I think the key is it splits over shattering. (like PVC or ABS)

    I do prefer the copper in my garage though, and the new shop with have transair.

    Brad T
    Self employed Pro since 2014!!

    #257172

    Anonymous

    We have our pex up about 10 ft with drops on the wall. We do a TON of welding and grinding. Never had an issue. I would like to give it a test though. Maybe next time I am at the shop.

    I think the key is it splits over shattering. (like PVC or ABS)

    I do prefer the copper in my garage though, and the new shop with have transair.

    Keeping it high is good and even with Pex drops I guess ya just need to be aware of where they are, I know I started cardboard on fire by trying to block the sparks from my cut-off saw. I torch would be worse, It’s good to know ya haven’t had an issue with it……….What is transair?

    #257177

    thedude306
    Moderator
    Foam Lake, SK

    Transair is an aluminum piping system with plastic fittings for bends. Super slick.

    Pex is pretty thick. I wouldn’t want to hit it with a grinding wheel but you would really need to be laying into it to get the sparks to melt it (i think!)

    Brad T
    Self employed Pro since 2014!!

    #257187

    mattryyc
    Pro
    Calgary, Alberta

    Check out Pex-Al-Pex as well, just as easy as pex but has a layer of aluminum sandwiched in, might be the same as the Transair system, I’ve been looking into it for my new shop before I close the walls in.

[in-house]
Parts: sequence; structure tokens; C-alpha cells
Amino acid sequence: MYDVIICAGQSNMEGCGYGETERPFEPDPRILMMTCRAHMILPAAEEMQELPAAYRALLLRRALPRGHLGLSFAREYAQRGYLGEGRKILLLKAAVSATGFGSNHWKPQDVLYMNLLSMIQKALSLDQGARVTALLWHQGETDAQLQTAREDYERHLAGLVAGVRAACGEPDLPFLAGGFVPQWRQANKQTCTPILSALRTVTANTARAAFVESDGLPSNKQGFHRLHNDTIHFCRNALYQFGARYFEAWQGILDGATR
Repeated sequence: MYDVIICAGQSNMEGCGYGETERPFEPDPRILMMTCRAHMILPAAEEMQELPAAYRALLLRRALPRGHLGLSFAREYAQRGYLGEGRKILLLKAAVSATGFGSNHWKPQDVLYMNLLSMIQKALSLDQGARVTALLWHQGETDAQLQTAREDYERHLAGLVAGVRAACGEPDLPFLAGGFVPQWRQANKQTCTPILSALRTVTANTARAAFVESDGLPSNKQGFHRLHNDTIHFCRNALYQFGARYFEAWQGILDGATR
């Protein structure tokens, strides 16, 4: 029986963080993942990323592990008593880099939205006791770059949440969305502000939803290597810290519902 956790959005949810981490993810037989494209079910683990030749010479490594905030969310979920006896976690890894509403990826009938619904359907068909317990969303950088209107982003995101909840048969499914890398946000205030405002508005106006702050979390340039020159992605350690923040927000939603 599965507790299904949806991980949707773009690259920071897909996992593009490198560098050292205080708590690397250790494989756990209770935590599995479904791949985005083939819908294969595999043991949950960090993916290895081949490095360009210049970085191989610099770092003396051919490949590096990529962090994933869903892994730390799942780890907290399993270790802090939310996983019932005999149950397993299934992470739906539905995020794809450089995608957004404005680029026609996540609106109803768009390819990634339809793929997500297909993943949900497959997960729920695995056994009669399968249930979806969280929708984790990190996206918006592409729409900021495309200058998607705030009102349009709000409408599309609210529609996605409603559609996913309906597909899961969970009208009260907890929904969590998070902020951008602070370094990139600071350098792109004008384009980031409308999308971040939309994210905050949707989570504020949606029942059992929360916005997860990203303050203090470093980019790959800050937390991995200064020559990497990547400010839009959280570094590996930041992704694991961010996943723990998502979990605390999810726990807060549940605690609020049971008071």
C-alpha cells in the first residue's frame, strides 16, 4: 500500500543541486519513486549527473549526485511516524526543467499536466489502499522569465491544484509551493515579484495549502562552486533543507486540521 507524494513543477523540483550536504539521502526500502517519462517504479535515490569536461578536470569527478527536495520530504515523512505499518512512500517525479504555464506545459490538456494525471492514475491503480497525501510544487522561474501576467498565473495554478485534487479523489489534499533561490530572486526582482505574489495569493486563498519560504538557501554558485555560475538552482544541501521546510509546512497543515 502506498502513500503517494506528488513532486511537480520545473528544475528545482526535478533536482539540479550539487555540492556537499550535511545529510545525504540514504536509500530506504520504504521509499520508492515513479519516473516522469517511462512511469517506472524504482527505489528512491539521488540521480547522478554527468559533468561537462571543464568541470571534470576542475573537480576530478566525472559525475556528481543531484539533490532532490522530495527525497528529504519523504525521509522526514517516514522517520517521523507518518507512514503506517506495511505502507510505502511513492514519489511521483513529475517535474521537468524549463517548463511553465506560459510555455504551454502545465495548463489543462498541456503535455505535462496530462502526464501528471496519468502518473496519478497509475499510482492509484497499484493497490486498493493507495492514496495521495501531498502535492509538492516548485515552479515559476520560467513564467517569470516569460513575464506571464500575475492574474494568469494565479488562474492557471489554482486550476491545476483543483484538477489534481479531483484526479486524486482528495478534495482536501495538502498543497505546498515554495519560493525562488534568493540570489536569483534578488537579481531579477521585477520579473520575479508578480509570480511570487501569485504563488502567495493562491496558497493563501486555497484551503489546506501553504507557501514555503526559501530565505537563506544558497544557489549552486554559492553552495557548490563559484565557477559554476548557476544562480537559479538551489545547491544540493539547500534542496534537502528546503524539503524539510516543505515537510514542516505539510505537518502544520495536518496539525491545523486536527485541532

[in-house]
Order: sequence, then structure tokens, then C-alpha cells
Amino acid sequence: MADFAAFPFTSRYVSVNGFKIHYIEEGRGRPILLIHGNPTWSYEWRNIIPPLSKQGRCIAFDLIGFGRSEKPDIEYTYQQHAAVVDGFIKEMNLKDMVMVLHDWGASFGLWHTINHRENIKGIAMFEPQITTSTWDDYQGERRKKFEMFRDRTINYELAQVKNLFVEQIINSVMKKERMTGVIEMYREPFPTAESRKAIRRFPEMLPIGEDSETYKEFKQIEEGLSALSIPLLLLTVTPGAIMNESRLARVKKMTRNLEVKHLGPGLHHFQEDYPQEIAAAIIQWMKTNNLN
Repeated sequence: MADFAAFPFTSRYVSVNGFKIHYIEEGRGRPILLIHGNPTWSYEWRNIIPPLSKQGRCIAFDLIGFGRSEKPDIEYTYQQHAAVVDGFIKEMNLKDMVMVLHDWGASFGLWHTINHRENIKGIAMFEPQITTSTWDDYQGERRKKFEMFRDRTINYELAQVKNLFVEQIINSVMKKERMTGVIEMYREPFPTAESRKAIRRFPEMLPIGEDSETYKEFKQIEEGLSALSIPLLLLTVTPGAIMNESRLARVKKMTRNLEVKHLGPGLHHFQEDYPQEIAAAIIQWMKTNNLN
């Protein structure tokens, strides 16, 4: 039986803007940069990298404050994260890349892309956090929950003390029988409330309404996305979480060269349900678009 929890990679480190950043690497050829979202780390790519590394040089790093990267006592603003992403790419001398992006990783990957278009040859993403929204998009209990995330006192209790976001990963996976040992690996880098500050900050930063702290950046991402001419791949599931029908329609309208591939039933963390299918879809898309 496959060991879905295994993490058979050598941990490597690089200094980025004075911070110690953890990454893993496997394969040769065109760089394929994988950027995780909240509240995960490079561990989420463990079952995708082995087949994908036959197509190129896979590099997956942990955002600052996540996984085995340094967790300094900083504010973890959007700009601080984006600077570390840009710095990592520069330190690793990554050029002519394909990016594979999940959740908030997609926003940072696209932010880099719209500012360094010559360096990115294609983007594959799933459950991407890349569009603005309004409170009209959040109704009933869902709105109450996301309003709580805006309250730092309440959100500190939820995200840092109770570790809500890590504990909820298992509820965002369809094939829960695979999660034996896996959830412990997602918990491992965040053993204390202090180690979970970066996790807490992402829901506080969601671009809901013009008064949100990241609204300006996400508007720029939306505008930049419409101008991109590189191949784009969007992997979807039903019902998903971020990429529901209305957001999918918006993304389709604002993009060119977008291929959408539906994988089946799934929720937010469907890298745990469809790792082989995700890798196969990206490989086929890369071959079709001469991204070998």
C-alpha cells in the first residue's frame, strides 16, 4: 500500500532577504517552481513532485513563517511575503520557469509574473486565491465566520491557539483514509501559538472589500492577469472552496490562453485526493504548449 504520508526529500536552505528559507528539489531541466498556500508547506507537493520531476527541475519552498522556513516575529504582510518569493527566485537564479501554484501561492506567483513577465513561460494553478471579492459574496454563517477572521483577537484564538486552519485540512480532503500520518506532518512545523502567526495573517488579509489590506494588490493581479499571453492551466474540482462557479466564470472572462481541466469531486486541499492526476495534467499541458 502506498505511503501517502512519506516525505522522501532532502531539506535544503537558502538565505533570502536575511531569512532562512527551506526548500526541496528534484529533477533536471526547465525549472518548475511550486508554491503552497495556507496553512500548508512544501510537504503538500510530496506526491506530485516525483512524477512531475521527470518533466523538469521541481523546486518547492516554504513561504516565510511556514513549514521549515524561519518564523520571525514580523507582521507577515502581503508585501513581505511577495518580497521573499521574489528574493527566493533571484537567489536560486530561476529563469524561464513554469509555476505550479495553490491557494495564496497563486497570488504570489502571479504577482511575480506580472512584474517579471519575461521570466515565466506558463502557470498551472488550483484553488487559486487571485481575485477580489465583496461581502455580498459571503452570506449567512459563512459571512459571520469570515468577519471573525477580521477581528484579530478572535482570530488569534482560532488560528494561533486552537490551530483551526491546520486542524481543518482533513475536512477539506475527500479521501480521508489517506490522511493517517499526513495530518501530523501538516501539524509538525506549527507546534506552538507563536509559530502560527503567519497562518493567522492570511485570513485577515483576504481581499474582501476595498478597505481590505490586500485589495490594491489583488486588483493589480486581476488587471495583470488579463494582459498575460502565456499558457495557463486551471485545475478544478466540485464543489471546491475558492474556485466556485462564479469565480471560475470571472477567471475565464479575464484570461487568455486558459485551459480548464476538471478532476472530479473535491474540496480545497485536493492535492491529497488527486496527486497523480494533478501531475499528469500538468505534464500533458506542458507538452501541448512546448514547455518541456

#257192

    Anonymous

    Transair is an aluminum piping system with plastic fittings for bends. Super slick.

    Pex is pretty thick. I wouldn’t want to hit it with a grinding wheel but you would really need to be laying into it to get the sparks to melt it (i think!)

    Check out Pex-Al-Pex as well, just as easy as pex but has a layer of aluminum sandwiched in, might be the same as the Transair system, I’ve been looking into it for my new shop before I close the walls in.

    Well then cool, Sounds like it would be ok. Especially with what Matt found

    #257193

    kurt@welkerhomes.com
    Pro
    Owatonna, MN - Minnesota

    WE built a dentist office several years ago and the plumber ran all of the compressed air lines in PEX. 8 years later, we have had no issues.